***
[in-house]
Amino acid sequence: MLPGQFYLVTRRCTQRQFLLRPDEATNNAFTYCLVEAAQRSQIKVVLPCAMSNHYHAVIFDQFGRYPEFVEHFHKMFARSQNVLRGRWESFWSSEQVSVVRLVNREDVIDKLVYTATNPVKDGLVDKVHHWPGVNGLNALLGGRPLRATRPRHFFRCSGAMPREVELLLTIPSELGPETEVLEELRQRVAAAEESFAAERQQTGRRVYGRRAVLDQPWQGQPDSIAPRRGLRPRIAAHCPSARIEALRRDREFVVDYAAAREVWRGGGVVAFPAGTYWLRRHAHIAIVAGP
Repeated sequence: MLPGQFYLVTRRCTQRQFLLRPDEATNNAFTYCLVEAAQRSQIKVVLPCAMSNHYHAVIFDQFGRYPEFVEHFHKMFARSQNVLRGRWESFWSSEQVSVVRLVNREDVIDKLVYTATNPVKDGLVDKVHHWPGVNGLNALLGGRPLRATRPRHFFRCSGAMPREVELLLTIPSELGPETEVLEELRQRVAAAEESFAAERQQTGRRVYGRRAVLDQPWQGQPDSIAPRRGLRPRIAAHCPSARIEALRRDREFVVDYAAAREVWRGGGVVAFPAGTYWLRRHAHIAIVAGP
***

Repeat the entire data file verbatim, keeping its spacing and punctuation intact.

[in-house]
Amino acid sequence: MLPGQFYLVTRRCTQRQFLLRPDEATNNAFTYCLVEAAQRSQIKVVLPCAMSNHYHAVIFDQFGRYPEFVEHFHKMFARSQNVLRGRWESFWSSEQVSVVRLVNREDVIDKLVYTATNPVKDGLVDKVHHWPGVNGLNALLGGRPLRATRPRHFFRCSGAMPREVELLLTIPSELGPETEVLEELRQRVAAAEESFAAERQQTGRRVYGRRAVLDQPWQGQPDSIAPRRGLRPRIAAHCPSARIEALRRDREFVVDYAAAREVWRGGGVVAFPAGTYWLRRHAHIAIVAGP
Repeated sequence: MLPGQFYLVTRRCTQRQFLLRPDEATNNAFTYCLVEAAQRSQIKVVLPCAMSNHYHAVIFDQFGRYPEFVEHFHKMFARSQNVLRGRWESFWSSEQVSVVRLVNREDVIDKLVYTATNPVKDGLVDKVHHWPGVNGLNALLGGRPLRATRPRHFFRCSGAMPREVELLLTIPSELGPETEVLEELRQRVAAAEESFAAERQQTGRRVYGRRAVLDQPWQGQPDSIAPRRGLRPRIAAHCPSARIEALRRDREFVVDYAAAREVWRGGGVVAFPAGTYWLRRHAHIAIVAGP